By Brian J. Pape, AIA
The on-going construction and locked gates to the surrounding walkways at Pier 40 have prompted readers’ questions about what is going on.
We’ve reported previously that this work is primarily for the repair and reinforcing of the hundreds of pilings that support the Pier 40 platform. Sometimes the contractor has to close off portions of the pedestrian areas so the work can be done safely.
Recently, a reader reported total closure of the walkway around the pier 40 structure. When I investigated, however, I found only two southern parts closed off, and signs showed the detour route to the kayak dock through the playing fields—still not a complete path, but lots of exercise.
When I went by there a week later, all gates and walkways were open. But later, a reader reported that the gates were locked again. We must conclude that the construction safety plans probably change from day to day.
However, that piling repair work may not be the only work being done. The draft legislation noted, subject to state approval, that an office building may be built up to 88’ maximum height, including mechanical structures on top of a building or between floors, and that office space up to 700,000 SF (plus up to 50,000 SF for HRPT offices) and up to 50,000 SF for operations space may occupy the building, for a total maximum of 800,000 SF.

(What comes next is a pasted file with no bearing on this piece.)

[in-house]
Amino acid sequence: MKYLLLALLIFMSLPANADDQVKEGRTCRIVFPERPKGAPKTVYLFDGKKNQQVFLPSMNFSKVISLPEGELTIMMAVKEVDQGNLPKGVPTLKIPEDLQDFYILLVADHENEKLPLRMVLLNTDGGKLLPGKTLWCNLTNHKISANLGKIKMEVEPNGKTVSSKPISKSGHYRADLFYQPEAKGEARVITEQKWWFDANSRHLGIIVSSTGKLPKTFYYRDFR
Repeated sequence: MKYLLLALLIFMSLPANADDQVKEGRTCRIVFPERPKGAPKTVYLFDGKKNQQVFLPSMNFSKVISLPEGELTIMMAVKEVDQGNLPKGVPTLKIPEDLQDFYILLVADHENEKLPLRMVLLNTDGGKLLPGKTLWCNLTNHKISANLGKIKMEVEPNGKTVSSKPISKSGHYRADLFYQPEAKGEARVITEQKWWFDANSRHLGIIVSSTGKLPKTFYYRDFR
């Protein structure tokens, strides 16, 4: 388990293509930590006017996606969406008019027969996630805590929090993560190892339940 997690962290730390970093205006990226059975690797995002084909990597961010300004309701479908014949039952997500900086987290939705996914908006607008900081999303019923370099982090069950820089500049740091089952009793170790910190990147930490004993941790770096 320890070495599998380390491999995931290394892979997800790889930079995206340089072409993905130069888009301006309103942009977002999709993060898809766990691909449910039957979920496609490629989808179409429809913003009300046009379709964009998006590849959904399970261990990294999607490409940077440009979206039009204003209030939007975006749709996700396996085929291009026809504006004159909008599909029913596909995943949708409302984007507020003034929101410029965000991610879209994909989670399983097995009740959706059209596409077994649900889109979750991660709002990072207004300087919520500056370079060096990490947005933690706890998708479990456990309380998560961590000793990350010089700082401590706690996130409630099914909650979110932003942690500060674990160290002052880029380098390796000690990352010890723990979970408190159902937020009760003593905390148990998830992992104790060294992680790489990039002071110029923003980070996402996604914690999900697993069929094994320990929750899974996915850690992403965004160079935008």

The equivalent of sixty-five percent of the footprint of Pier 40 must be kept open for passive and active public use, provided that up to one hundred percent of this pier may be limited to park use by the general project plan. (Wouldn’t it be great if 100% could be limited to park use?)
Well folks, that’s a lot of load if it’s all built out to the limit, so those pilings better be good for a hundred years.
Brian J. Pape is a LEED-AP “green” architect consulting in private practice, serves on the Manhattan District 2 Community Board, is co-chair of the American Institute of Architects NY Design for Aging Committee, and is the WestViewNews.org Architecture Editor.